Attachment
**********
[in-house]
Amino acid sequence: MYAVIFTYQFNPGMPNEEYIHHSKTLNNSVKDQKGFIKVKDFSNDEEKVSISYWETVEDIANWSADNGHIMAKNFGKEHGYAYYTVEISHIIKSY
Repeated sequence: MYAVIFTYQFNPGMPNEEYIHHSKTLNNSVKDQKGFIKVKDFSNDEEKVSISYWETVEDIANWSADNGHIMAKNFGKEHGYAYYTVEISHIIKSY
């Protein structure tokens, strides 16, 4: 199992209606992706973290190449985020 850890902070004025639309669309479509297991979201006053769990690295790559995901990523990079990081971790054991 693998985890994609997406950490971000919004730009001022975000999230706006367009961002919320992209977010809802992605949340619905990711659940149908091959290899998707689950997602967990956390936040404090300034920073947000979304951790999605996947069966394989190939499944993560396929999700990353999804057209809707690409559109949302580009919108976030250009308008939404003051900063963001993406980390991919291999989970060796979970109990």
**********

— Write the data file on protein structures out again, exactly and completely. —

[in-house]
Amino acid sequence: MYAVIFTYQFNPGMPNEEYIHHSKTLNNSVKDQKGFIKVKDFSNDEEKVSISYWETVEDIANWSADNGHIMAKNFGKEHGYAYYTVEISHIIKSY
Repeated sequence: MYAVIFTYQFNPGMPNEEYIHHSKTLNNSVKDQKGFIKVKDFSNDEEKVSISYWETVEDIANWSADNGHIMAKNFGKEHGYAYYTVEISHIIKSY
């Protein structure tokens, strides 16, 4: 199992209606992706973290190449985020 850890902070004025639309669309479509297991979201006053769990690295790559995901990523990079990081971790054991 693998985890994609997406950490971000919004730009001022975000999230706006367009961002919320992209977010809802992605949340619905990711659940149908091959290899998707689950997602967990956390936040404090300034920073947000979304951790999605996947069966394989190939499944993560396929999700990353999804057209809707690409559109949302580009919108976030250009308008939404003051900063963001993406980390991919291999989970060796979970109990």